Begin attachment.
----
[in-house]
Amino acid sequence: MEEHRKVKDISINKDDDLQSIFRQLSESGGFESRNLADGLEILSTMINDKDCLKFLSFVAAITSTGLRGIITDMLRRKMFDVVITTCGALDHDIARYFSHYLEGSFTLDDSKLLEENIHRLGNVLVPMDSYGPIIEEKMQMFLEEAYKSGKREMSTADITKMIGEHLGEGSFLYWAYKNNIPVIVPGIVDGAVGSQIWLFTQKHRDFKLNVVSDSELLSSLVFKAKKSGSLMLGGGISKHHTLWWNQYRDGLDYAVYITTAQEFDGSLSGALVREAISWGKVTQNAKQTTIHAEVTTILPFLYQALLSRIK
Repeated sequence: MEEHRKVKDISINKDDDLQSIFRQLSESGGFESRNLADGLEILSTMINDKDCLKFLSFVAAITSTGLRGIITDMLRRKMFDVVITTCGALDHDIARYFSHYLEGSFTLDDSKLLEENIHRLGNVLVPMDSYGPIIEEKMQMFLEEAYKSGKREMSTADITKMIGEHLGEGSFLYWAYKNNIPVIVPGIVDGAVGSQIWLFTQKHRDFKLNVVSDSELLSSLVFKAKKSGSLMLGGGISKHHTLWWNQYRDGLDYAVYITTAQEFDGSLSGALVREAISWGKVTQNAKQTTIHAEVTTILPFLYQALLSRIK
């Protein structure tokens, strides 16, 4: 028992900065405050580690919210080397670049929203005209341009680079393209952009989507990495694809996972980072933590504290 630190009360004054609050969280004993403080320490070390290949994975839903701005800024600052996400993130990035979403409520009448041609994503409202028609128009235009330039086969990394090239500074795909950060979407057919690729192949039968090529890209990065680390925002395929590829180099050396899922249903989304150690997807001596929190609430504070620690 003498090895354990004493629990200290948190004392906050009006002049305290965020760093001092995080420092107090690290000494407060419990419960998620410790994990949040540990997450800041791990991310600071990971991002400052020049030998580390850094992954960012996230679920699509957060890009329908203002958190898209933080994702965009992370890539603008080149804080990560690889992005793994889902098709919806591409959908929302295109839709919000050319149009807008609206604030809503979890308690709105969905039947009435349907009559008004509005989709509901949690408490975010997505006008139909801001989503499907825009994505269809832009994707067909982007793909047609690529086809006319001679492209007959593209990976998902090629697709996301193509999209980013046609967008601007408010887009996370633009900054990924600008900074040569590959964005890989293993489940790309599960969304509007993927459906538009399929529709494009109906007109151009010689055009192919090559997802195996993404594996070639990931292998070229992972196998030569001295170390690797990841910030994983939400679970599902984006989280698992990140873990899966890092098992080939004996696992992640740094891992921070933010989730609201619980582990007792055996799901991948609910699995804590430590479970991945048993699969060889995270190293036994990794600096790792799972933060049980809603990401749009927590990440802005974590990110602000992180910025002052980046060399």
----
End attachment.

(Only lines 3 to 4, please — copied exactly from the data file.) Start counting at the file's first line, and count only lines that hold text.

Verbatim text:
Repeated sequence: MEEHRKVKDISINKDDDLQSIFRQLSESGGFESRNLADGLEILSTMINDKDCLKFLSFVAAITSTGLRGIITDMLRRKMFDVVITTCGALDHDIARYFSHYLEGSFTLDDSKLLEENIHRLGNVLVPMDSYGPIIEEKMQMFLEEAYKSGKREMSTADITKMIGEHLGEGSFLYWAYKNNIPVIVPGIVDGAVGSQIWLFTQKHRDFKLNVVSDSELLSSLVFKAKKSGSLMLGGGISKHHTLWWNQYRDGLDYAVYITTAQEFDGSLSGALVREAISWGKVTQNAKQTTIHAEVTTILPFLYQALLSRIK
């Protein structure tokens, strides 16, 4: 028992900065405050580690919210080397670049929203005209341009680079393209952009989507990495694809996972980072933590504290 630190009360004054609050969280004993403080320490070390290949994975839903701005800024600052996400993130990035979403409520009448041609994503409202028609128009235009330039086969990394090239500074795909950060979407057919690729192949039968090529890209990065680390925002395929590829180099050396899922249903989304150690997807001596929190609430504070620690 003498090895354990004493629990200290948190004392906050009006002049305290965020760093001092995080420092107090690290000494407060419990419960998620410790994990949040540990997450800041791990991310600071990971991002400052020049030998580390850094992954960012996230679920699509957060890009329908203002958190898209933080994702965009992370890539603008080149804080990560690889992005793994889902098709919806591409959908929302295109839709919000050319149009807008609206604030809503979890308690709105969905039947009435349907009559008004509005989709509901949690408490975010997505006008139909801001989503499907825009994505269809832009994707067909982007793909047609690529086809006319001679492209007959593209990976998902090629697709996301193509999209980013046609967008601007408010887009996370633009900054990924600008900074040569590959964005890989293993489940790309599960969304509007993927459906538009399929529709494009109906007109151009010689055009192919090559997802195996993404594996070639990931292998070229992972196998030569001295170390690797990841910030994983939400679970599902984006989280698992990140873990899966890092098992080939004996696992992640740094891992921070933010989730609201619980582990007792055996799901991948609910699995804590430590479970991945048993699969060889995270190293036994990794600096790792799972933060049980809603990401749009927590990440802005974590990110602000992180910025002052980046060399």